Hurricane season lasts from June until November, though most hurricanes occur between August and October. Hurricanes and tropical storms in Mexico can affect weather on the Caribbean coast of the Yucatan Peninsula, the Gulf Coast and the Pacific coast. If a hurricane should occur, our hotels have storm shelters for your group’s safety.
Most cell phones work in Mexico, but they have to be programmed by a local service provider. If you bring your own cell phones, have them programmed before your trip, and remember to have them reprogrammed before returning to the U.S.
Yes, wireless Internet service is provided in each of our hotels’ business centers, and also in the rooms.
All of our hotels offer a firewalled server and secure Internet connections. In the event you require additional security for your meeting, please consult your hotel sales or conference services contact.
Always use a customs broker to ship materials to Mexico. Documents sent from the U.S. to Mexico should take about 48 hours; however, they will not automatically be delivered to your hotel. Contact your Conference Service Manager to help ensure that someone is on the other end to clear items from the customs house. Also remember to review the customs regulations for foreign entertainment.
In Mexico, a value added tax (VAT of 16% is generally imposed on the sale of all goods and services. However, Mexico has eliminated the VAT for the meetings market. To quality for 0% VAT, your program must be an international congress meeting, convention, expo or fair/trade show. Other taxes still apply.
The U.S. dollar is widely accepted in Mexico, and cash is always the preferred method of payment. Just realize that if you buy something with dollars, you’ll get your change back in pesos.
As of 03/06/2015, $1 USD = 15.46 MXN (pesos. Mexican Peso (MXN; symbol M$ = 100 centavos.
Since currency exchange rates vary from place-to-place and day-to-day, where and how you exchange currency can make a difference to your wallet. To get the best exchange rate, wait until you arrive at your destination. While most major airports feature a currency-exchange desk, you are likely to get a better rate directly from an ATM machine affiliated with a major bank.
Exchange houses have varying rates of exchange. It’s best to do your research prior to venturing out, as some also charge a fee to make monetary exchanges. The hotels have up-to-date exchange rates and also a secure way to exchange money.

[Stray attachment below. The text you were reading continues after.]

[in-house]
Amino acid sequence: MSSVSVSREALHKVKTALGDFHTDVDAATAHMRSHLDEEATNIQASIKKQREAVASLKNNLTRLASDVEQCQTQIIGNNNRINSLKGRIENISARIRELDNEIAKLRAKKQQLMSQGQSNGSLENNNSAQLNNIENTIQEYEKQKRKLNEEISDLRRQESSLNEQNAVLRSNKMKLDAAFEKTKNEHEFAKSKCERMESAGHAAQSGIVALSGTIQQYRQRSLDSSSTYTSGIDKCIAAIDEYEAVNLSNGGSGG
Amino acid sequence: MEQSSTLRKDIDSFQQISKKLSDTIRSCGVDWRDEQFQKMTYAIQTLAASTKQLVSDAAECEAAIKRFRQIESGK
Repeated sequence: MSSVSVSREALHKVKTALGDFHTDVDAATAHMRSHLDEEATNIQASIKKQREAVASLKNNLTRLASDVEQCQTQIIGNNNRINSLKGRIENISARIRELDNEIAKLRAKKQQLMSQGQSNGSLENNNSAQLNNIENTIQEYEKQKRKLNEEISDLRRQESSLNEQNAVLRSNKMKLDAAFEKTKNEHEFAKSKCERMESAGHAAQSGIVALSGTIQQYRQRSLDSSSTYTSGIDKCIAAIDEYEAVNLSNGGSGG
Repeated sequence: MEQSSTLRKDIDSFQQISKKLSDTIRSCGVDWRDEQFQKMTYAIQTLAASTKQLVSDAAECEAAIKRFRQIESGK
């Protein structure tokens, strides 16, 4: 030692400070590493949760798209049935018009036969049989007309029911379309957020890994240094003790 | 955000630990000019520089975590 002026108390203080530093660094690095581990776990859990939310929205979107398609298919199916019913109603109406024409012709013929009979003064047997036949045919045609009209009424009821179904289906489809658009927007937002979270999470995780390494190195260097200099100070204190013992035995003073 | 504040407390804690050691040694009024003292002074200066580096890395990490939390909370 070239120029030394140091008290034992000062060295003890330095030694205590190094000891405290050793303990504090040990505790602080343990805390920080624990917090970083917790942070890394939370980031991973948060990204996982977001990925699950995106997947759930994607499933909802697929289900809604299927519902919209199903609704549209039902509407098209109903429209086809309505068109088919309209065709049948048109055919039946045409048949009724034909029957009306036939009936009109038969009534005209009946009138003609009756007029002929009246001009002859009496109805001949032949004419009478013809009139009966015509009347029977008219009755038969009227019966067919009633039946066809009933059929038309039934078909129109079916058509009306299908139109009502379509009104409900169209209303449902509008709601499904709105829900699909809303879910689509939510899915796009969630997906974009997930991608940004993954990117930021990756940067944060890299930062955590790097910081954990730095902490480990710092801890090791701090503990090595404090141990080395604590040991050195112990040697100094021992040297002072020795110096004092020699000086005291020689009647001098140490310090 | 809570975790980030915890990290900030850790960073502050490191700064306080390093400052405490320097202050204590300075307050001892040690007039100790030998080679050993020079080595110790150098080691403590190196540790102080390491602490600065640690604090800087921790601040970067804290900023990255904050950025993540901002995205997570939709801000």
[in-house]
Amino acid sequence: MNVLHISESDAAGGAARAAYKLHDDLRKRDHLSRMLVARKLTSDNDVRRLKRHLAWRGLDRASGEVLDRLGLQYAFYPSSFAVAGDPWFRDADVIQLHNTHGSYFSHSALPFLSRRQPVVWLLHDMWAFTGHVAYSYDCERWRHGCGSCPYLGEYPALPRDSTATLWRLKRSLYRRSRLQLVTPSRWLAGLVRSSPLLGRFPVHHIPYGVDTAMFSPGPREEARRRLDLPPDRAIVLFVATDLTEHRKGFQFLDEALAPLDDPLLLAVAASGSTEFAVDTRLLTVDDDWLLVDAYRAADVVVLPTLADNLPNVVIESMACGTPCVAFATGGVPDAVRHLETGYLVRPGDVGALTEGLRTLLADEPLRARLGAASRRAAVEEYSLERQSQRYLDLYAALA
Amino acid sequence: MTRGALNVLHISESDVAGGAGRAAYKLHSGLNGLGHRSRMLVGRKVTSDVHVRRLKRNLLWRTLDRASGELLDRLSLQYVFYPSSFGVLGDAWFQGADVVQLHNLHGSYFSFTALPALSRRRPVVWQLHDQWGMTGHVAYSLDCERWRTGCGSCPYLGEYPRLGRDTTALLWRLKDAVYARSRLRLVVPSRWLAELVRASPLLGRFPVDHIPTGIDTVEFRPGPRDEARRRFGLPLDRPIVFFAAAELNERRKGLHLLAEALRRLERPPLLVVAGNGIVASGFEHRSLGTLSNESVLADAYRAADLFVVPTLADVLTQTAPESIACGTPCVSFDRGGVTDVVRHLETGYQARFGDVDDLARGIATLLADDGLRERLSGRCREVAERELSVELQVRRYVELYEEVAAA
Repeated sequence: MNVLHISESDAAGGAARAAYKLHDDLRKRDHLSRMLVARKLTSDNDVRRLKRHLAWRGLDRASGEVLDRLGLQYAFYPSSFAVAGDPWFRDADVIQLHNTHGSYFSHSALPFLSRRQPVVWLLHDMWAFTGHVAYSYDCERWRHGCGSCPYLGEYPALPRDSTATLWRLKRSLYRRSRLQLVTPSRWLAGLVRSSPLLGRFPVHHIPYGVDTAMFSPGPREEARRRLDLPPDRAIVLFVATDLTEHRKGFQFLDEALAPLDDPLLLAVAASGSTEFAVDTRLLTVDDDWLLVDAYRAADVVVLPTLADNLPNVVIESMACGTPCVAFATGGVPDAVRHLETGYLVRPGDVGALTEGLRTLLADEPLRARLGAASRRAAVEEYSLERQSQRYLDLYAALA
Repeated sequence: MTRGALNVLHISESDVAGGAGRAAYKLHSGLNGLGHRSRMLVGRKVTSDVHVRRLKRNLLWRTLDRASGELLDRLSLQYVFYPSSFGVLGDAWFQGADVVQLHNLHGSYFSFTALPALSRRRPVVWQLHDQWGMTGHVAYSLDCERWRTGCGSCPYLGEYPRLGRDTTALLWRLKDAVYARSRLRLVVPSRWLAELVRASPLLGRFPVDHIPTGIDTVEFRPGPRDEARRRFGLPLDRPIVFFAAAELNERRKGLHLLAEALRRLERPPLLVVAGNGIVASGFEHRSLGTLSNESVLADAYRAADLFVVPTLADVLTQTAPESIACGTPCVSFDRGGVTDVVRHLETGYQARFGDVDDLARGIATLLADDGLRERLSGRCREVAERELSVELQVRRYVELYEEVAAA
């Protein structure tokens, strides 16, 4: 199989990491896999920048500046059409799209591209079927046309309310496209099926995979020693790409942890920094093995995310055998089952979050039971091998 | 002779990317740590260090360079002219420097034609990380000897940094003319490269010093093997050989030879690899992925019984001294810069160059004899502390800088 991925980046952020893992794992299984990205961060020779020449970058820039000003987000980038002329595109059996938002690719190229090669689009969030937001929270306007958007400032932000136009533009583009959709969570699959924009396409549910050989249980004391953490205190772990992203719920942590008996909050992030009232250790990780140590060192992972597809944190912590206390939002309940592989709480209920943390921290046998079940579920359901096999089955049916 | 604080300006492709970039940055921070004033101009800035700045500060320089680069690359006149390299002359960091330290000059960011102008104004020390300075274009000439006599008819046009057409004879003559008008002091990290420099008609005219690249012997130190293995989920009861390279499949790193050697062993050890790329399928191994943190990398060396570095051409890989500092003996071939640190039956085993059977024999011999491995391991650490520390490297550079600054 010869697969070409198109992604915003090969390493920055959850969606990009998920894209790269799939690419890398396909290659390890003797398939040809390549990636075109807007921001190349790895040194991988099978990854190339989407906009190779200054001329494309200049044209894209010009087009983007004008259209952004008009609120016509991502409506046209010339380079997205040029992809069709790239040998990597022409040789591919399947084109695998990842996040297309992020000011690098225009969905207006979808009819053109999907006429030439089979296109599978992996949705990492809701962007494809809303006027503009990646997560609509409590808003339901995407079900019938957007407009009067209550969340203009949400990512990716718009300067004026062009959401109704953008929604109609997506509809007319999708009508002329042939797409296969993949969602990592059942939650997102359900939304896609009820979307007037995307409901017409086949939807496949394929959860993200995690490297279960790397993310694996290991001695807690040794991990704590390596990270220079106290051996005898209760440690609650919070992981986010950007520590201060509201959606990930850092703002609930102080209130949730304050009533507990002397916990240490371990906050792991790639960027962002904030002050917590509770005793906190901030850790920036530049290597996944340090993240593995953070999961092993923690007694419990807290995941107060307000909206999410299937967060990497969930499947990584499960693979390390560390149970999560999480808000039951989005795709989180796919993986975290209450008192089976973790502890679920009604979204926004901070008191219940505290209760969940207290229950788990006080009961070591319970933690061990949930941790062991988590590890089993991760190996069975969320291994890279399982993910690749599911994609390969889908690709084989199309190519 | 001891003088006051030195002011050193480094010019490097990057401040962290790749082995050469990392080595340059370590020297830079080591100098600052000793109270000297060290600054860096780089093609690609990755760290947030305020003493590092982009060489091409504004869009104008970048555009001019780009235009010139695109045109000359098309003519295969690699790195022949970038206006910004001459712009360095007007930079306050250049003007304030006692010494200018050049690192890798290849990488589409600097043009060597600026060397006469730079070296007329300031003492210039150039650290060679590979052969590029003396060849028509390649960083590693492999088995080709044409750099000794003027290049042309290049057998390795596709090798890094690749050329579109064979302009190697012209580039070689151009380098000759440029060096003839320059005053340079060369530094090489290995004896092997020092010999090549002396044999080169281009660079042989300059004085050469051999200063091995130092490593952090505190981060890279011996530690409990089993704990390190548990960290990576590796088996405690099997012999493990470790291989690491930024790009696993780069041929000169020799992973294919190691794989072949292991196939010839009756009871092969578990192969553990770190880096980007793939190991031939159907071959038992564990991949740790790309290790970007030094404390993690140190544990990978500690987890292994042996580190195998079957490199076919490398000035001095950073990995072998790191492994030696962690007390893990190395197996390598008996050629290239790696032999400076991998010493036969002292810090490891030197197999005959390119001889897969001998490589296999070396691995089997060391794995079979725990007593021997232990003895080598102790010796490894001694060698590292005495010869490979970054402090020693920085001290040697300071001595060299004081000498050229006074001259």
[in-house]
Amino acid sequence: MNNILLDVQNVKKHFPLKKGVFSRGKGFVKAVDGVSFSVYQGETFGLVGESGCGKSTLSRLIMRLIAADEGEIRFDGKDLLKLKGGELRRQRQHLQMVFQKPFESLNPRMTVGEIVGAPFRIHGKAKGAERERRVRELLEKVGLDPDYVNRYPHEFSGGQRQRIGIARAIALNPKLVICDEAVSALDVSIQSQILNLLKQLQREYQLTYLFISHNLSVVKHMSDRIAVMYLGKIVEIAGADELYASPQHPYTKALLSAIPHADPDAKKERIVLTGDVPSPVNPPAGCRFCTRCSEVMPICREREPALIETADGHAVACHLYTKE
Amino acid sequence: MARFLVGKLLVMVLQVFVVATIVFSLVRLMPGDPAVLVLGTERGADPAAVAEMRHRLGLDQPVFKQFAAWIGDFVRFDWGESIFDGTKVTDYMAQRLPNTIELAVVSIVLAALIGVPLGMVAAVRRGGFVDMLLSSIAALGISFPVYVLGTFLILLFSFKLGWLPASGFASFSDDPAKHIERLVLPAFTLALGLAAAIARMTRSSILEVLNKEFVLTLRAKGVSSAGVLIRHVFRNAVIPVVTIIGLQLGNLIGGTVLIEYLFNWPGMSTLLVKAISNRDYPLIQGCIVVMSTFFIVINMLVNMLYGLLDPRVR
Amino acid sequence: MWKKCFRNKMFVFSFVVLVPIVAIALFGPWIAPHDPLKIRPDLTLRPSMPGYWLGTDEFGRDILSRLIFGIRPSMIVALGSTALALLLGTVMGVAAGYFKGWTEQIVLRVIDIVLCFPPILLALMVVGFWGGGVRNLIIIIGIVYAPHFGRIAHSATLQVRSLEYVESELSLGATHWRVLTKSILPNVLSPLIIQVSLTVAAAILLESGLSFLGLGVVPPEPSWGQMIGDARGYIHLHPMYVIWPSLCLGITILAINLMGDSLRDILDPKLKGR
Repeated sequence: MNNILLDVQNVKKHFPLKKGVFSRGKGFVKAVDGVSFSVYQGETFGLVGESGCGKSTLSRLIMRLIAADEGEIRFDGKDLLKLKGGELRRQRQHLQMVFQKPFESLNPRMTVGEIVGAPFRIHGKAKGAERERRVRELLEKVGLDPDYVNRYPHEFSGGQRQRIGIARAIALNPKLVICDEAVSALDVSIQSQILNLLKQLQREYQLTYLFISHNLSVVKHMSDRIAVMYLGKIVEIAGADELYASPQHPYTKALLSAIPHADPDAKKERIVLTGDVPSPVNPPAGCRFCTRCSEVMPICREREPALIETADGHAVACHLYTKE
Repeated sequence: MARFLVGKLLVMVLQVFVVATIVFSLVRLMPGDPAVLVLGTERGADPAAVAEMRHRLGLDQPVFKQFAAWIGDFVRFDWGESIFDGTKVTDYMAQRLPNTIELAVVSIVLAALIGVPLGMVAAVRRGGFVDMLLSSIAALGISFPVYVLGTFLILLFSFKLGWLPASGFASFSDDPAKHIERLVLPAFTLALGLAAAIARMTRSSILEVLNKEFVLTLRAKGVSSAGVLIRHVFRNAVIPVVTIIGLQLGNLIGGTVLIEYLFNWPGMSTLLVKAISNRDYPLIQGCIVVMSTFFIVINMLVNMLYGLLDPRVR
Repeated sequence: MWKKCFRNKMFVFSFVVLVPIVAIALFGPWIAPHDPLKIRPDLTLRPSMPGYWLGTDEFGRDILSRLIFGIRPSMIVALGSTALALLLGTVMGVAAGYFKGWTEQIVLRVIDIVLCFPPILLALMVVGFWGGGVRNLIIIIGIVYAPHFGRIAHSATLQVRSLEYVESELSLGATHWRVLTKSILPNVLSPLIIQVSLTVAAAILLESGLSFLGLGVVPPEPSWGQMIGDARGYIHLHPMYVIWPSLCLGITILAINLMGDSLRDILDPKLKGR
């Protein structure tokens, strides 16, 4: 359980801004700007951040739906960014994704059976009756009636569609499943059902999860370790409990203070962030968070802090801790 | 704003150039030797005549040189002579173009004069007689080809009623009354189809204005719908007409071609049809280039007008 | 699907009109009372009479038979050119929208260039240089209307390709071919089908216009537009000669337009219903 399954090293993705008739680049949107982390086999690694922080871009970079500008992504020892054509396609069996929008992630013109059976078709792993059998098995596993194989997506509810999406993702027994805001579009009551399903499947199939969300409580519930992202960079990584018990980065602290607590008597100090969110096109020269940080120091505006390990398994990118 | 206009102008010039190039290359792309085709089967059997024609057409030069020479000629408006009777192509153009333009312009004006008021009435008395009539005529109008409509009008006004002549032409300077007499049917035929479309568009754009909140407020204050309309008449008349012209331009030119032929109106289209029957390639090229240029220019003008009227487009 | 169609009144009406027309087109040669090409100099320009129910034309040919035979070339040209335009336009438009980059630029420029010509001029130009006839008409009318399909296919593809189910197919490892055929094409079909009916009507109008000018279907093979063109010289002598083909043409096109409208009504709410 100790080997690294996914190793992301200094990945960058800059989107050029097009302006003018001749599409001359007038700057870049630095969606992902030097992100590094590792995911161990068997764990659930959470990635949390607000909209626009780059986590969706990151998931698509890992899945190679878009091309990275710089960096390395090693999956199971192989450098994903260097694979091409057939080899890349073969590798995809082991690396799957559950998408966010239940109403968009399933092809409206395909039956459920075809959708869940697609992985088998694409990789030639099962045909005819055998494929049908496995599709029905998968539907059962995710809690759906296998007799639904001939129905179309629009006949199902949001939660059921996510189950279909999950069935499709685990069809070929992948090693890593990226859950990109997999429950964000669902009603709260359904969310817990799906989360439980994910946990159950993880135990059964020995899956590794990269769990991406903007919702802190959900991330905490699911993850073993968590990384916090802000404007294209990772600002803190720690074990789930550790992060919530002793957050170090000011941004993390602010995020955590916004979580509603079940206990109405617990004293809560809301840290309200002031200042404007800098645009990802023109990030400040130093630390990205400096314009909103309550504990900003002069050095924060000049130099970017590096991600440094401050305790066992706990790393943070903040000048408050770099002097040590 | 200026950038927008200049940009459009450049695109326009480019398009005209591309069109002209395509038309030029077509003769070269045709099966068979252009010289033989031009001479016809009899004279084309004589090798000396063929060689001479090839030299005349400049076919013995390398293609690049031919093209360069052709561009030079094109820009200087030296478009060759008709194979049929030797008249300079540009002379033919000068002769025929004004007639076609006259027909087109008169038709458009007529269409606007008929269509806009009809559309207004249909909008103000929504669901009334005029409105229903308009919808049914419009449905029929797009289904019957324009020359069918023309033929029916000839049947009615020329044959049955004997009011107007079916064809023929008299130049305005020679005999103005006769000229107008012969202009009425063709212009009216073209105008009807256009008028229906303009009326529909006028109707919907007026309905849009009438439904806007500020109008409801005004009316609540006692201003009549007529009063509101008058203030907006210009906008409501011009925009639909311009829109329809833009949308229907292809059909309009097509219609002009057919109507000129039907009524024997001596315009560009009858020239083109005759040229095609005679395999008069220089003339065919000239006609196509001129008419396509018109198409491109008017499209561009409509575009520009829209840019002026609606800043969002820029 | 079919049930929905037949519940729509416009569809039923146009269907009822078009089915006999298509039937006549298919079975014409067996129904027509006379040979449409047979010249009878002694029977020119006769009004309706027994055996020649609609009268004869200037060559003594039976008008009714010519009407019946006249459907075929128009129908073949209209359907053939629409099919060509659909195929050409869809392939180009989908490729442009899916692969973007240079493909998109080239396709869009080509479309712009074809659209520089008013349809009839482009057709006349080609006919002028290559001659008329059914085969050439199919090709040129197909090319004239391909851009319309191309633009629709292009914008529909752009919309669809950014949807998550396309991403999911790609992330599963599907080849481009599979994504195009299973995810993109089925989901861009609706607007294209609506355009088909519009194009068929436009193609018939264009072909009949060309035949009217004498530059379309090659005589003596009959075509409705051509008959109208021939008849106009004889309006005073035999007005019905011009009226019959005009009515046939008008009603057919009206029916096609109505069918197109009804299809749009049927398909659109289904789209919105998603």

All major credit cards (except Discover are accepted in Mexico; Visa and MasterCard are preferred. In restaurants, it’s best to ask before ordering, because not every business accepts credit cards. All the banks will give cash advances, and most have ATMs. Sometimes credit cards charge an additional fee for foreign exchange. To inquire about additional charges, we recommend you contact your bank.
International card activity is a “red flag” for many credit card companies. To prevent declined transactions, we recommend that your attendees apprise their credit card companies of the dates they will be traveling in Mexico.
Please consult your hotel sales or conference services contact. Usually a wire transfer will have to be processed for the amount to deposit and once cleared, the funds can be made available for distribution. Please note exchange rates will tend to fluctuate.
In Mexico, tipping is customary, expected, and very much appreciated in return for services. Make sure your group members always keep loose change in their pockets for tipping. Waiter: 10% to 15%. Bartender: 10%. Concierge: $2 to $5. Porter: $1 to $2 per bag. Housekeeping: $2 to $5 per day. Taxi driver: small change. Spa services: 10% to 15%. Hairdresser: 10% to 15%.
In most cases, you'll have some foreign currency left over by the time you're ready to return home. You can convert it back to dollars at the airport, or:
U.S. residents who have been out of the country for at least 48 hours may bring home $400 of foreign goods duty-free, but only if they have not used the $400 allowance or any part of it in the past 30 days. Those 21 and older may bring back one liter of alcohol duty-free. Any resident (regardless of age can bring back 200 cigarettes and 100 non-Cuban cigars.
The beaches along the coastline of Cancún and the Mayan Riviera have been completely refurbished with white coral sand and returned to their original width, thanks to a $71 million beach-restoration project. All the beaches in Mexico are public.
Yes, the beaches are generally just as safe as in the States. However, be aware that if black or red flags are up, no one should go in the water. Strong undertow and rough surf are common along beaches throughout Mexico, especially on the Pacific coast.
While shells may seem like insignificant souvenirs, they are an important part of the Mexican ecosystem. What’s more, bringing them to the U.S. may upset the ecosystem where you live—particularly if you place the shells in an aquatic environment. If you wish to bring shells home with you, please purchase them from a store where the shells have been cleaned and disinfected.
It's true that there have been recent safety concerns regarding travel to Mexico, but what many don't consider is that Mexico is a country three times the size of Texas. The tourist and travel spots aren't only removed from any travel advisory areas, but they're also safer than most major U.S. cities, and are concentrated hundreds of miles away near the U.S. border. In fact, according to Jayne Clark from USA Today, "Despite any [travel concerns], visitation to Mexico was up almost 19% over last year."
Now's not the time to visit our southerly neighbor, right? Well, wrong. Mexico is a lot safer than you may realize. –Robert Reid, CNN.com